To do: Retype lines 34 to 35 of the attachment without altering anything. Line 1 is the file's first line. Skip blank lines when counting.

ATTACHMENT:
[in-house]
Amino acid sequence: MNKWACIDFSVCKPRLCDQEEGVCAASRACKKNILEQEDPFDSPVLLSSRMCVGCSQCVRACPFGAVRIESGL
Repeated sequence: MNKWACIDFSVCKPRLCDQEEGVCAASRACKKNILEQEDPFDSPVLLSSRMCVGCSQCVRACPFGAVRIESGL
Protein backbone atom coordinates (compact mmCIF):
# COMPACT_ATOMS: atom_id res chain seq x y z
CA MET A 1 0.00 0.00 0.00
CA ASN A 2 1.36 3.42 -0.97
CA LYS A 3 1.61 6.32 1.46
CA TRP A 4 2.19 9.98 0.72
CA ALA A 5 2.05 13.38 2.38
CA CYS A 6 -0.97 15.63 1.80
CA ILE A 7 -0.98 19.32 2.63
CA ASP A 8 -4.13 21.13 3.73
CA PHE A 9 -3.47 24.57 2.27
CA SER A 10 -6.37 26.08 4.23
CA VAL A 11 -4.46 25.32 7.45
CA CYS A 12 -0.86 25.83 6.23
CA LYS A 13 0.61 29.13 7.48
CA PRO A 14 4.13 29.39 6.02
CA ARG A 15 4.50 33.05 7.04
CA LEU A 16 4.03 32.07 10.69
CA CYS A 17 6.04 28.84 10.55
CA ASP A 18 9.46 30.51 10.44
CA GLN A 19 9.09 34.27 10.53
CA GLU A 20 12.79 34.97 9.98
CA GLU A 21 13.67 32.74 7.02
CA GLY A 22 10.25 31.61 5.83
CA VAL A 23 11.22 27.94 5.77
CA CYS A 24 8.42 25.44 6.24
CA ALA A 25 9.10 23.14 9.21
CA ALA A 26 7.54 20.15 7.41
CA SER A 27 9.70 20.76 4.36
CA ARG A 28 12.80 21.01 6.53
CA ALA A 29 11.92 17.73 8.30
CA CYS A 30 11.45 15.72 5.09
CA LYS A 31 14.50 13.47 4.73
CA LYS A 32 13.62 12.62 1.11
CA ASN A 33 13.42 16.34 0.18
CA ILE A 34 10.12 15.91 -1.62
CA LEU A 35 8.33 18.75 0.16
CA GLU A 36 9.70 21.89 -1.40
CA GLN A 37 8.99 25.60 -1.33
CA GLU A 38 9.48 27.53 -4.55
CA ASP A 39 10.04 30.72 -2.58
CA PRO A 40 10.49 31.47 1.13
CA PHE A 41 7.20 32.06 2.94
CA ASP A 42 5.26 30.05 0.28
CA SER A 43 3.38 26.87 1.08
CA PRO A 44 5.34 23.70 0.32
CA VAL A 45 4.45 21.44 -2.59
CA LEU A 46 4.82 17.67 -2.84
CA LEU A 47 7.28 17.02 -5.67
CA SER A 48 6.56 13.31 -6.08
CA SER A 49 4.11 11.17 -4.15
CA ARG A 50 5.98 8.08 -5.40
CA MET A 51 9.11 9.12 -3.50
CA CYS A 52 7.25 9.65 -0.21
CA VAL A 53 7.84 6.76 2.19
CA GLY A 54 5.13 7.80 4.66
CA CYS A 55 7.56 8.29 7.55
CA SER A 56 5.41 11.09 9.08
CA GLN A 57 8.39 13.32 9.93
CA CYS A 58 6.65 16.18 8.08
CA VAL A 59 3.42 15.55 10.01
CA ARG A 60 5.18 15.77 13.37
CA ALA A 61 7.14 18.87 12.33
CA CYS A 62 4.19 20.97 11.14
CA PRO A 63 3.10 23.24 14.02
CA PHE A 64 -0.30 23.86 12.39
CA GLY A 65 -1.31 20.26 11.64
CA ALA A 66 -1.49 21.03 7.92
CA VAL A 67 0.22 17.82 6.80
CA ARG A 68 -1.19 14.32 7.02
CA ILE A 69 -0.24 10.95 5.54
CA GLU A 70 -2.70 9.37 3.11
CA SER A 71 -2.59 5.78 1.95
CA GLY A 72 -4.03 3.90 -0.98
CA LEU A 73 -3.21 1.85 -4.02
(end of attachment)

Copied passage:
CA ALA A 29 11.92 17.73 8.30
CA CYS A 30 11.45 15.72 5.09